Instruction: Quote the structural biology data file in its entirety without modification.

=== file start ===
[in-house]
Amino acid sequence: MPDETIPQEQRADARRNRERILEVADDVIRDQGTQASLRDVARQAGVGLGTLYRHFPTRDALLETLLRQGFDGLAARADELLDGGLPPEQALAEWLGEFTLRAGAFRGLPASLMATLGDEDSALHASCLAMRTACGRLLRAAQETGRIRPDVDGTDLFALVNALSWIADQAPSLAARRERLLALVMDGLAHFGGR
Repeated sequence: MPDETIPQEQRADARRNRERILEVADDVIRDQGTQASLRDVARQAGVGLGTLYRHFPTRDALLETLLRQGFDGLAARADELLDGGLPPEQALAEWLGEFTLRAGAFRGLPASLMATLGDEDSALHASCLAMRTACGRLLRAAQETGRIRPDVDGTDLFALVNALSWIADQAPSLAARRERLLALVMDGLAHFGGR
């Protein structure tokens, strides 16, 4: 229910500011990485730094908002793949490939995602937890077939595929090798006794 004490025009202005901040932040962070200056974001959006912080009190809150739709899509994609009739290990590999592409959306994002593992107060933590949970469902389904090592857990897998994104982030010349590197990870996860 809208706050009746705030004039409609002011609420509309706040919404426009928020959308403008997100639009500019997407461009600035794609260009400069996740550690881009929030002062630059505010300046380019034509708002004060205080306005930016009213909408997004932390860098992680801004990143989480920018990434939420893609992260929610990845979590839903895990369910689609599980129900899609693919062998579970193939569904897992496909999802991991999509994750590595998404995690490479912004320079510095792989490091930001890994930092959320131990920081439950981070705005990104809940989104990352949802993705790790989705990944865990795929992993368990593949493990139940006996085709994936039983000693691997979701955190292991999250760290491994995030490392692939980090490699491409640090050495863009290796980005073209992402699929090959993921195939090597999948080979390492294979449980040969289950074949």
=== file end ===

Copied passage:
[in-house]
Amino acid sequence: MPDETIPQEQRADARRNRERILEVADDVIRDQGTQASLRDVARQAGVGLGTLYRHFPTRDALLETLLRQGFDGLAARADELLDGGLPPEQALAEWLGEFTLRAGAFRGLPASLMATLGDEDSALHASCLAMRTACGRLLRAAQETGRIRPDVDGTDLFALVNALSWIADQAPSLAARRERLLALVMDGLAHFGGR
Repeated sequence: MPDETIPQEQRADARRNRERILEVADDVIRDQGTQASLRDVARQAGVGLGTLYRHFPTRDALLETLLRQGFDGLAARADELLDGGLPPEQALAEWLGEFTLRAGAFRGLPASLMATLGDEDSALHASCLAMRTACGRLLRAAQETGRIRPDVDGTDLFALVNALSWIADQAPSLAARRERLLALVMDGLAHFGGR
């Protein structure tokens, strides 16, 4: 229910500011990485730094908002793949490939995602937890077939595929090798006794 004490025009202005901040932040962070200056974001959006912080009190809150739709899509994609009739290990590999592409959306994002593992107060933590949970469902389904090592857990897998994104982030010349590197990870996860 809208706050009746705030004039409609002011609420509309706040919404426009928020959308403008997100639009500019997407461009600035794609260009400069996740550690881009929030002062630059505010300046380019034509708002004060205080306005930016009213909408997004932390860098992680801004990143989480920018990434939420893609992260929610990845979590839903895990369910689609599980129900899609693919062998579970193939569904897992496909999802991991999509994750590595998404995690490479912004320079510095792989490091930001890994930092959320131990920081439950981070705005990104809940989104990352949802993705790790989705990944865990795929992993368990593949493990139940006996085709994936039983000693691997979701955190292991999250760290491994995030490392692939980090490699491409640090050495863009290796980005073209992402699929090959993921195939090597999948080979390492294979449980040969289950074949």